Contract Of Service and Contract For Service – what is the difference?
Posted by Gillian Knight on Apr 6th, 2012 in CV Articles, Employment Law Articles, Interview Articles, Kala Links, Management Articles, Recent Updates | 0 comments
Contract Of Service and Contract For Service
The law makes a distinction between a contract of service and a contract for service.
Basically, a contract of service applies to an employee-employer relationship, while a contract for service applies in the case of an independent sub-contractor.
This distinction is most important as protection of employment legislation does not apply to independent subcontractors – with the exception of the Safety Health & Welfare At Work Act 2005 and the Equality Act 2004.
The following is a summary of the essential differences between the two sorts of contract.
Contracts Of Service
- Employer-Employee relationship.
- Usually a continuous relationship.
- A duty of care owed to employees, as the employer.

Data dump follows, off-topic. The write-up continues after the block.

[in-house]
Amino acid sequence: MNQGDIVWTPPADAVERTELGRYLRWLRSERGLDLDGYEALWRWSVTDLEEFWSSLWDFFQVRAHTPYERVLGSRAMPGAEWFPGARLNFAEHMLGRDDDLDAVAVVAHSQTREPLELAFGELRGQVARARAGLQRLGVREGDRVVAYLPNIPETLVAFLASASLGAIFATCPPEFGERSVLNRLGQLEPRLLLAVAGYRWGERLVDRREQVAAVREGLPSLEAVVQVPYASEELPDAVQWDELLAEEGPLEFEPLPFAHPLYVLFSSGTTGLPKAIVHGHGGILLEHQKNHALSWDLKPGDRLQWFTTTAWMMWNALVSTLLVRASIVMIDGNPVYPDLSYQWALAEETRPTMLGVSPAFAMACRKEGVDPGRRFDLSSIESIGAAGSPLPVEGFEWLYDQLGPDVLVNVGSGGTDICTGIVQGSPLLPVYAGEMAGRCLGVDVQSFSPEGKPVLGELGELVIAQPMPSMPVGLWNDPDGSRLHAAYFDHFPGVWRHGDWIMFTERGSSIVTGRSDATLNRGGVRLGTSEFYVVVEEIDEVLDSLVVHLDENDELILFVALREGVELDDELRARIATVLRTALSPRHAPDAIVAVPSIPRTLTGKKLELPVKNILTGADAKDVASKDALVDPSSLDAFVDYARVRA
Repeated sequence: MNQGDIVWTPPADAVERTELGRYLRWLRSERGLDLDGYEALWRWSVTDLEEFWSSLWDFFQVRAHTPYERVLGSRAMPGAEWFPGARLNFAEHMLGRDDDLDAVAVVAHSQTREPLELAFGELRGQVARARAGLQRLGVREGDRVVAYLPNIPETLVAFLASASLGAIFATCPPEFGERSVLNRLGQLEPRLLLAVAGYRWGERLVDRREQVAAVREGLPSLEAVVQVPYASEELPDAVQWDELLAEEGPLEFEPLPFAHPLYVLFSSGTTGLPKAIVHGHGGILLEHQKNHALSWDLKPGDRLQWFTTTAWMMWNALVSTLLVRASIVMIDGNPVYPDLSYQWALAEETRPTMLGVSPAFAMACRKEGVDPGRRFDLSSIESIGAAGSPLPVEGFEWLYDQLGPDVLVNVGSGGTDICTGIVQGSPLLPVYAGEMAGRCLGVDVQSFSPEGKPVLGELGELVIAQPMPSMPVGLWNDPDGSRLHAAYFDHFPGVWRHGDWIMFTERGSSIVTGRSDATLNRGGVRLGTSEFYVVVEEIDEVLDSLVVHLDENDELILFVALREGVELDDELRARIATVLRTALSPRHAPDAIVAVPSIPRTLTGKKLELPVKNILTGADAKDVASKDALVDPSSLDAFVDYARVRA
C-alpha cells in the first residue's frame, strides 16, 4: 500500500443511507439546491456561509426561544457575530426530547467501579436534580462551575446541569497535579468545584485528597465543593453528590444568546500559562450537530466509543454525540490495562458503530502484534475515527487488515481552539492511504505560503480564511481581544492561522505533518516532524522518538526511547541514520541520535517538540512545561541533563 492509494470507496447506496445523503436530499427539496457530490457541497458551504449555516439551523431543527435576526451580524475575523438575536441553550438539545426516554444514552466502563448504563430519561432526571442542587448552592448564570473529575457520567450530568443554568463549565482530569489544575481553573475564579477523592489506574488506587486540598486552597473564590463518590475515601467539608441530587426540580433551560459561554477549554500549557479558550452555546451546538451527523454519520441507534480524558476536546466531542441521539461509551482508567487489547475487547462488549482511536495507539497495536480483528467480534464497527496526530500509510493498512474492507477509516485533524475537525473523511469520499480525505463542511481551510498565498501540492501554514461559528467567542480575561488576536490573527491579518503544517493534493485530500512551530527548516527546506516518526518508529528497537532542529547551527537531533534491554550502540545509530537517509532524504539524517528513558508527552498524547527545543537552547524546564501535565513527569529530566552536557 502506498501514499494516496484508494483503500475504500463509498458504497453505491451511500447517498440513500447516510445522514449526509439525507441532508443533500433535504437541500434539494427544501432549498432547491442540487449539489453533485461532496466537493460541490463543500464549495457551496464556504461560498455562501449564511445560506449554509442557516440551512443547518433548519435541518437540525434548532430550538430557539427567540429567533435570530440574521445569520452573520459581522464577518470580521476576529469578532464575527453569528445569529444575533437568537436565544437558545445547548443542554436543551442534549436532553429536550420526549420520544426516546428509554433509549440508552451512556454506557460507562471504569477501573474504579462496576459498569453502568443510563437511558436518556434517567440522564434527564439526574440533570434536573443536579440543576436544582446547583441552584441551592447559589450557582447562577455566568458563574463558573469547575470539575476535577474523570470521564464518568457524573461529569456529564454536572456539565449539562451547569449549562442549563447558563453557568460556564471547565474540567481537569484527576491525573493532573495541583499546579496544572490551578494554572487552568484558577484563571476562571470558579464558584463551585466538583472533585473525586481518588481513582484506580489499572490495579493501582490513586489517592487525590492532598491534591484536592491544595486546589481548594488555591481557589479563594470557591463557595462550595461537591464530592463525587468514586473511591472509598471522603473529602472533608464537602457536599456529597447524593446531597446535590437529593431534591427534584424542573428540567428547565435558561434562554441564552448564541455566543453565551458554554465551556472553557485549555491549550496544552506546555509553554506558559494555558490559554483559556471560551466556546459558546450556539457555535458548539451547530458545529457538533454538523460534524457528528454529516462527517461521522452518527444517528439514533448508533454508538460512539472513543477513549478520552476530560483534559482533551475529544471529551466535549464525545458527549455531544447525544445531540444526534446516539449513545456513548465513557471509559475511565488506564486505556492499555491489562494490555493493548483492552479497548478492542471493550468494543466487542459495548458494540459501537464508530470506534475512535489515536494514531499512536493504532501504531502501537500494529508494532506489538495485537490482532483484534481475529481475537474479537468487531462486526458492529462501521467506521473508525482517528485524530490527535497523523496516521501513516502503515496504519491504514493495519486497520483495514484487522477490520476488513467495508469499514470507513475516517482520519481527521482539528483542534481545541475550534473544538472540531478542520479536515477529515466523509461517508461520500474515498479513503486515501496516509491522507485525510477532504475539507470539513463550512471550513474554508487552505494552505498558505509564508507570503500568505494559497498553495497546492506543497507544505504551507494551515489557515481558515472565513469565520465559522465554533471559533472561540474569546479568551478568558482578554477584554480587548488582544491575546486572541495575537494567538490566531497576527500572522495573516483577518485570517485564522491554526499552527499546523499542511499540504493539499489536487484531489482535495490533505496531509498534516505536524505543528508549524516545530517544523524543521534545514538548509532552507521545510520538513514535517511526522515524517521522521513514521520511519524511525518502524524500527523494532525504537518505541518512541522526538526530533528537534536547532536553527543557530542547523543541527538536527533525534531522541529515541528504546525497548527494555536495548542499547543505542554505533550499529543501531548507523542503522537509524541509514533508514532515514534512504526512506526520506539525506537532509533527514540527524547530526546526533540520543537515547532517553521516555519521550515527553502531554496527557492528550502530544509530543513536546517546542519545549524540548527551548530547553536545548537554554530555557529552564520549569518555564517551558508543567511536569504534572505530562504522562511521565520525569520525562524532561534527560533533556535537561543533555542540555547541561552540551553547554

- The employer is generally liable for the vicarious acts of employees.
- Protective legislation applies to contract.
- Wages/Salary payment method.
- Subject of contract is to carry on continuous work.
- Employer-Independent Contractor relationship.
- A relationship organised around the completion of a once-off piece of work.
- A duty of care, arising from occupiers’ liability.
- The employer is generally not liable for the vicarious acts of independent contractors.
- In general, protective legislation does not apply, except for the Safety Health and Welfare at Work Act 1989 and the Equality Act.
- Various methods of payment, including lump sum per job.
- Subject of contract is once-off job.
For further details, please contact [email protected] or call 01 406 14 75.
Written by Gillian Donohoe MSc FCIPD, Managing Director, Kala Management Solutions Limited.